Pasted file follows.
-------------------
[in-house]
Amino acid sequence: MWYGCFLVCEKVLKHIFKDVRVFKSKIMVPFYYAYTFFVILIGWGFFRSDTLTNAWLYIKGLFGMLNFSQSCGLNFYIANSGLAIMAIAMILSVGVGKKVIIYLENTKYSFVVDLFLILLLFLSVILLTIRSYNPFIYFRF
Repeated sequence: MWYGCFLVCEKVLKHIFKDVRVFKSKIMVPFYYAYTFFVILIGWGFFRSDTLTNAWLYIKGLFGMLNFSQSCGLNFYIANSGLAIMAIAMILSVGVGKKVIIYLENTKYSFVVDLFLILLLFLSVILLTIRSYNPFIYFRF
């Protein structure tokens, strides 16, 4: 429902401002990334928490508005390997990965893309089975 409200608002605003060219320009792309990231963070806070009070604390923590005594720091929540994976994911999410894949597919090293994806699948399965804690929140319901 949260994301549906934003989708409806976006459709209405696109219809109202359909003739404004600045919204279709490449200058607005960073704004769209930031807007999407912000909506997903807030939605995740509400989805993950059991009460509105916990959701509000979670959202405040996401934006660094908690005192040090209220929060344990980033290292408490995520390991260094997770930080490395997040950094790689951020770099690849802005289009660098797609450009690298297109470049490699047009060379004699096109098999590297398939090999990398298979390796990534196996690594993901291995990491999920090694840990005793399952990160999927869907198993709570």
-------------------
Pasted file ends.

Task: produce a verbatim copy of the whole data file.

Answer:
[in-house]
Amino acid sequence: MWYGCFLVCEKVLKHIFKDVRVFKSKIMVPFYYAYTFFVILIGWGFFRSDTLTNAWLYIKGLFGMLNFSQSCGLNFYIANSGLAIMAIAMILSVGVGKKVIIYLENTKYSFVVDLFLILLLFLSVILLTIRSYNPFIYFRF
Repeated sequence: MWYGCFLVCEKVLKHIFKDVRVFKSKIMVPFYYAYTFFVILIGWGFFRSDTLTNAWLYIKGLFGMLNFSQSCGLNFYIANSGLAIMAIAMILSVGVGKKVIIYLENTKYSFVVDLFLILLLFLSVILLTIRSYNPFIYFRF
């Protein structure tokens, strides 16, 4: 429902401002990334928490508005390997990965893309089975 409200608002605003060219320009792309990231963070806070009070604390923590005594720091929540994976994911999410894949597919090293994806699948399965804690929140319901 949260994301549906934003989708409806976006459709209405696109219809109202359909003739404004600045919204279709490449200058607005960073704004769209930031807007999407912000909506997903807030939605995740509400989805993950059991009460509105916990959701509000979670959202405040996401934006660094908690005192040090209220929060344990980033290292408490995520390991260094997770930080490395997040950094790689951020770099690849802005289009660098797609450009690298297109470049490699047009060379004699096109098999590297398939090999990398298979390796990534196996690594993901291995990491999920090694840990005793399952990160999927869907198993709570």